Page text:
Greg Pardlo submitted "Digest," his slim book of poems, to the major publishers. All rejected it. He sent it to Four Way Books, which is, like the poet, literary and decidedly non-profit. In 2014, Four Way published his 75-page book.
James Earl Jones is 84, and considered one of the world's finest actors, the voice of Darth Vader has been on Broadway since the 1950s, starring in plays from the Great White Hope and Othello to Fences and You Can't Take It With You. And he continues to dazzle audiences.
As with any thinking person, Miller's politics evolved, but he always believed in civil liberties and the right of artists, and all people, to express themselves freely. Although he later rejected the Marxism of his youth, he never lost his commitment to progressive causes and democratic rights.
Unless they're four gorgeously written, painstakingly molded, amazingly rendered and undeniably memorable books. If you can pull off four of those a year, more power to you. But most can't. I'd go so far as to say no one can, the qualifier being good books.
The past weighs heavily on Walter "Pops" Washington, the angry, suspicious ex-cop whose rage and stubbornness propel the fierce Between Riverside and Crazy, which opened American Conservatory Theater's 49th season a few days ago.
Award-winning writer Joyce Carol Oates has no fear of the notorious 'blank page', as she simply never faces it: "By the time I come to a blank page,...
"I like plays that feel like somebody took a fun house mirror and put it up to the real world, and it's sort of reflecting back a version of it to you. I find that, in looking at that reflection, you can start to understand a little more about your life."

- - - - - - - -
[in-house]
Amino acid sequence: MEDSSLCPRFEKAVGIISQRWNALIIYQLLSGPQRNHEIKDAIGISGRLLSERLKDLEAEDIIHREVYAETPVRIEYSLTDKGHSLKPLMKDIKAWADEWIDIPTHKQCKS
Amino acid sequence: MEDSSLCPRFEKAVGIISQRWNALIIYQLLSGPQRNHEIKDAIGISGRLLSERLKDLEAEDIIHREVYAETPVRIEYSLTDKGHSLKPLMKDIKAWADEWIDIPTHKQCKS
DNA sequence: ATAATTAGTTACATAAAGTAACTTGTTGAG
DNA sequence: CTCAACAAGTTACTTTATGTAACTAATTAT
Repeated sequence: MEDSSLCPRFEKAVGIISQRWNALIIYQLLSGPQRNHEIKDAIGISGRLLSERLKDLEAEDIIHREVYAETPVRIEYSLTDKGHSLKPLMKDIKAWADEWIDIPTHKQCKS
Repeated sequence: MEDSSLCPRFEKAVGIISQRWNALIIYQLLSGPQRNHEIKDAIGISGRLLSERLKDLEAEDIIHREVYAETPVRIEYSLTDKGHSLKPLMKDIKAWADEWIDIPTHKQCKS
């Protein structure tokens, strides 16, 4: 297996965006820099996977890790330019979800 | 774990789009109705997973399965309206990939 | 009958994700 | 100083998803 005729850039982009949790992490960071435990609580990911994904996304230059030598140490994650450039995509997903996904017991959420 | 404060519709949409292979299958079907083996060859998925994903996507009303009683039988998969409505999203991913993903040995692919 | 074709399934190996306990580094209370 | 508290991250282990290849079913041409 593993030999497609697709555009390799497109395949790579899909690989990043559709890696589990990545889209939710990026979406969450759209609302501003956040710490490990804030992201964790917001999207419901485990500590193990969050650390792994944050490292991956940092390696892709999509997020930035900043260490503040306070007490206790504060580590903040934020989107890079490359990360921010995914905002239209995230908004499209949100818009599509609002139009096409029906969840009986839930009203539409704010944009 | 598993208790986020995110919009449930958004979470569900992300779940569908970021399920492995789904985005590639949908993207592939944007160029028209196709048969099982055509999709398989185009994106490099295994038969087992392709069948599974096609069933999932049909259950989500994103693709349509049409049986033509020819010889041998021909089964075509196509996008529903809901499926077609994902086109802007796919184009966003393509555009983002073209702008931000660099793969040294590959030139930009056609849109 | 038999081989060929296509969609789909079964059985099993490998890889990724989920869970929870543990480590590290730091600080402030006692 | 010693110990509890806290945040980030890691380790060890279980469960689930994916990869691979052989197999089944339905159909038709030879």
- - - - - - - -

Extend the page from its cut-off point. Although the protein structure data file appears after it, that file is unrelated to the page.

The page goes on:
Discomfort with history means that for the most part we as a country have allowed clouds of spun sugar to wrap around ugly truths. The young man steeped in racist ideology who murdered nine people in Mother Emanuel A.M.E. Church in Charleston last week has forced the nation to confront that complacence.
With my retirement on June 30 barely a heartbeat away, it is, as the hash-tag says, getting real. Each day has the tinge of poignancy, of last times...
Pianist Jean-Yves Thibaudet joins Michael Tilson Thomas and the San Francisco Symphony this week in four performances of Leonard Bernstein's "Symphony No. 2: The Age of Anxiety."
Born in Wichita, Kansas, Hattie McDaniel became the first African-American to win an Oscar for her portrayal of Mammy in the classic 1939 movie Gone with the Wind.
The Pulitzer Prize for Drama was given to the writer of a fast and funny and poignant new American play that I had the good fortune to see, Between Riverside and Crazy.
Being a writer and journalist myself, I've always wondered about winning the Pulitzer Prize. It can change your life, I've intuited correctly. Not anybody can win it. You have to really be on top of your game to win one.
Last season on Broadway, actor Bryce Pinkham dazzled audiences in the musical A Gentleman's Guide to Love and Murder. The murderous role earned him a Tony nomination (along with a Tony award for the show).
When Heidi Holland, studying for a degree in art history, is first seen, she's at a college dance with best-friend-forever Susan Johnston (Ali Ahn) where she meets admirer Peter Patrone (Bryce Pinkham).
Elizabeth Harris's novel "Mayhem: Three Lives of a Woman" won the Gival Press Novel Award and will be published by Gival Press on October 5, 2015.